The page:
Insert cards are nothing new. But while many existed before the 1990s, that decade was really when things started getting interesting.
By the early 1990s, new trading card companies were being formed. Score joined the ranks of Topps, Donruss, and Fleer in 1988. Bowman and Upper Deck followed in 1989. And by the early 1990s, companies were creating premium brands to appeal to collectors looking for high-end cards.
With a large base of collectors, there were plenty of sales to go around for everyone. But companies were still determined to stand out from their competition. One of the ways they did that was through insert cards.
Inserts became popular in the early 1990s–and in a hurry. Topps became famous for creating a parallel insert set of ‘gold’ cards, which they first issued in 1992.
Interestingly, their 1991 Desert Shield baseball cards (distributed overseas to military members in the Gulf War) served as a precursor of sorts. Those cards had a special gold foil stamped logo on them to distinguish them from the domestic base set. Topps must have learned that the gold stamping was a hit. In 1992, they responded by issuing cards with player names and teams in gold as inserts found in packs.
Donruss Insert Craze
Also in 1991, Donruss got into the act. Their 1990 Donruss set is largely a dud and, while the 1991 set is, too, that year Donruss produced an ultra rare insert set of cards called Donruss Elite. Donruss had printed a few inserts earlier, but few, if any, were big hits. That changed in 1991 as Donruss Elite became highly desirable cards. Donruss Elite cards weren’t printed in super scarce quantities. However, they were difficult to find simply because of the sheer volume of Donruss cards that were printed. The Donruss Elite cards are one of the few reasons to bother opening 1991 Donruss packs these days.
As a response to collector demand for inserts, Donruss also made its Diamond Kings set an insert set. Previously, the cards were generally presented as a subset as part of the larger base set. But starting in 1992, the Diamond Kings cards were a separate insert product.
Like Donruss, Fleer had been producing inserts for a few years by the early 1990s. But they also decided to up their game in the 1990s. While they ultimately produced numerous inserts in both Fleer and their premium Ultra brand, one of their earlier notable attempts was through the Pro Visions set – a sleek, 12-card insert set of colorful artwork featuring star players and eye-catching backgrounds. The cards weren’t glossy and weren’t terribly expensive, but they were popular. Despite the glitz and glamour of other cards, they proved that inserts could be desirable without gloss or super shortprinting.
Find the Reggie…and the Mickey…and…
Also in the early 1990s, we saw some special inserts that went above and beyond. Instead of merely including shortprinted inserts in packs, some companies had an eye on the future and included autographed cards.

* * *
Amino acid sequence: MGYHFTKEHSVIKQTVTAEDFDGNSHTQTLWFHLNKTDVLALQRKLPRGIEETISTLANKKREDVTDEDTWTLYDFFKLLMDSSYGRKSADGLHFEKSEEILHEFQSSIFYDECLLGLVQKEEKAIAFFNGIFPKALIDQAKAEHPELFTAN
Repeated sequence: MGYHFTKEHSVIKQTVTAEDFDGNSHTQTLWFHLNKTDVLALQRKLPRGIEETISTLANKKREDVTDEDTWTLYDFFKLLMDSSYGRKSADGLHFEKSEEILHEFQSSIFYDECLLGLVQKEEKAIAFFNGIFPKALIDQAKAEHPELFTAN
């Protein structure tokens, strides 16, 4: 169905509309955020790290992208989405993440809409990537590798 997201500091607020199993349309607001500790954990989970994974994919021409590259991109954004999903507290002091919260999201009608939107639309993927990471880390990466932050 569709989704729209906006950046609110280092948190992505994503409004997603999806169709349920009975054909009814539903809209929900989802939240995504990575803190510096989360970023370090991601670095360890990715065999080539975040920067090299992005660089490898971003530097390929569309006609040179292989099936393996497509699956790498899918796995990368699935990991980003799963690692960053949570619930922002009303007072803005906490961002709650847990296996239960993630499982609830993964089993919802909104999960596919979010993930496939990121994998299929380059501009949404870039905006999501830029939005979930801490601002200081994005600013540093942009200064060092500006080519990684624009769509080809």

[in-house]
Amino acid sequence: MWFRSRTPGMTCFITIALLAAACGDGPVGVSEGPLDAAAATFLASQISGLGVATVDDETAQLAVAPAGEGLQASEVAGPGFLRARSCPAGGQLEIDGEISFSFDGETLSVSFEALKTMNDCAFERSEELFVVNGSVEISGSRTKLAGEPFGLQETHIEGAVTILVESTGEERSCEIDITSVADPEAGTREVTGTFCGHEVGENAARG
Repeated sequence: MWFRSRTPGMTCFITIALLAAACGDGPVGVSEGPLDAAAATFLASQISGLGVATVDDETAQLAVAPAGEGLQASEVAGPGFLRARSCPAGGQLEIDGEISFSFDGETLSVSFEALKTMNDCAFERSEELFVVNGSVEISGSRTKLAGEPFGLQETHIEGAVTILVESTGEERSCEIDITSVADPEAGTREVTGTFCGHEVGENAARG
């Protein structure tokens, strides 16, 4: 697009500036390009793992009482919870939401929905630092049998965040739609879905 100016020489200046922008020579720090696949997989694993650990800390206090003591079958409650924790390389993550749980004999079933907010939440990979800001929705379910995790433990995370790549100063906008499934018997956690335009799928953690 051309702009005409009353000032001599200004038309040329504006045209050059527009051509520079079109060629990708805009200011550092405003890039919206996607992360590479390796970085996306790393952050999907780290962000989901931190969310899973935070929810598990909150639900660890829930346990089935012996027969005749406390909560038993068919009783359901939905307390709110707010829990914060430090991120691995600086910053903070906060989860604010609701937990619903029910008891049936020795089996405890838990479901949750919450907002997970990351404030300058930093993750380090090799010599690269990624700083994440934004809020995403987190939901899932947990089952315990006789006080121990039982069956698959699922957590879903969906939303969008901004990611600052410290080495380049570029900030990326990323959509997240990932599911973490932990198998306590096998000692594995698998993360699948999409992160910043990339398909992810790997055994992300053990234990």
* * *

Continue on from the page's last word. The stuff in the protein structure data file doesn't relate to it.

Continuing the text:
Upper Deck was one of the first in the door with its 1990 Reggie Jackson Heroes autographs. Not only did the company produce a small insert set of unsigned Jackson cards, they also had 2,500 autographed by Mr. October himself. The cards were extremely difficult to pull, highlighting just how many packs of Upper Deck were distributed. But it was an early glimpse into the future.
Another brand jumping into the autographed game early on was Score. In 1991, Score produced a special insert set of Mickey Mantle with the highlight being 2,500 personally autographed cards signed by Mantle himself. Like the Jacksons were, these were heavily desired cards that weren’t seen too often, thanks mostly to a very large production run.
But collectors wanting autographed cards didn’t have to settle for the nearly impossible odds of landing a Jackson or Mantle. In 1991, companies like Classic and Star Pics began marketing collegiate players to collectors and created sets of players that were headed to the professional ranks. Their products also included inserts of autographed cards that were a bit more attainable to the everyday collector as more of them were produced.
As time went on, the insert game became more cutthroat with things such as die-cuts, game-used cards, and an abundance of more autographs. Companies also drastically began limiting production, taking us to the 1/1 days we’re currently in.
These days, many inserts aren’t really that special and, while a good number of them are printed in small quantities, the days of wild excitement over pulling an autographed card are mostly over. Some products even guarantee a certain amount to be contained per box and that sort of takes the fun out of finding one.
Safe to say, the insert game has changed quite a bit over the years.